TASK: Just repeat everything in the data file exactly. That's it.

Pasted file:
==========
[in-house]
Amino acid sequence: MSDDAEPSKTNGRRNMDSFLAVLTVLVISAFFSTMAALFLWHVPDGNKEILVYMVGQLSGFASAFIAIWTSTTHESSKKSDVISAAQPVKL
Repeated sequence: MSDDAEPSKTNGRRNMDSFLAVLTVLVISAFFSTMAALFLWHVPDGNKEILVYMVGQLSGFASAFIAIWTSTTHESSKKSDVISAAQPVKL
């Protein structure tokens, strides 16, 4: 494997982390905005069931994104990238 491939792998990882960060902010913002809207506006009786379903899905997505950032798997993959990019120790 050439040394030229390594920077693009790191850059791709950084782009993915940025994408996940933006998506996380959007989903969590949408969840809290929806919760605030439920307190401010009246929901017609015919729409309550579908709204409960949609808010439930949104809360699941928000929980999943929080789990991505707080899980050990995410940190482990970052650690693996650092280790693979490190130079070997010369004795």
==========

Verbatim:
[in-house]
Amino acid sequence: MSDDAEPSKTNGRRNMDSFLAVLTVLVISAFFSTMAALFLWHVPDGNKEILVYMVGQLSGFASAFIAIWTSTTHESSKKSDVISAAQPVKL
Repeated sequence: MSDDAEPSKTNGRRNMDSFLAVLTVLVISAFFSTMAALFLWHVPDGNKEILVYMVGQLSGFASAFIAIWTSTTHESSKKSDVISAAQPVKL
């Protein structure tokens, strides 16, 4: 494997982390905005069931994104990238 491939792998990882960060902010913002809207506006009786379903899905997505950032798997993959990019120790 050439040394030229390594920077693009790191850059791709950084782009993915940025994408996940933006998506996380959007989903969590949408969840809290929806919760605030439920307190401010009246929901017609015919729409309550579908709204409960949609808010439930949104809360699941928000929980999943929080789990991505707080899980050990995410940190482990970052650690693996650092280790693979490190130079070997010369004795």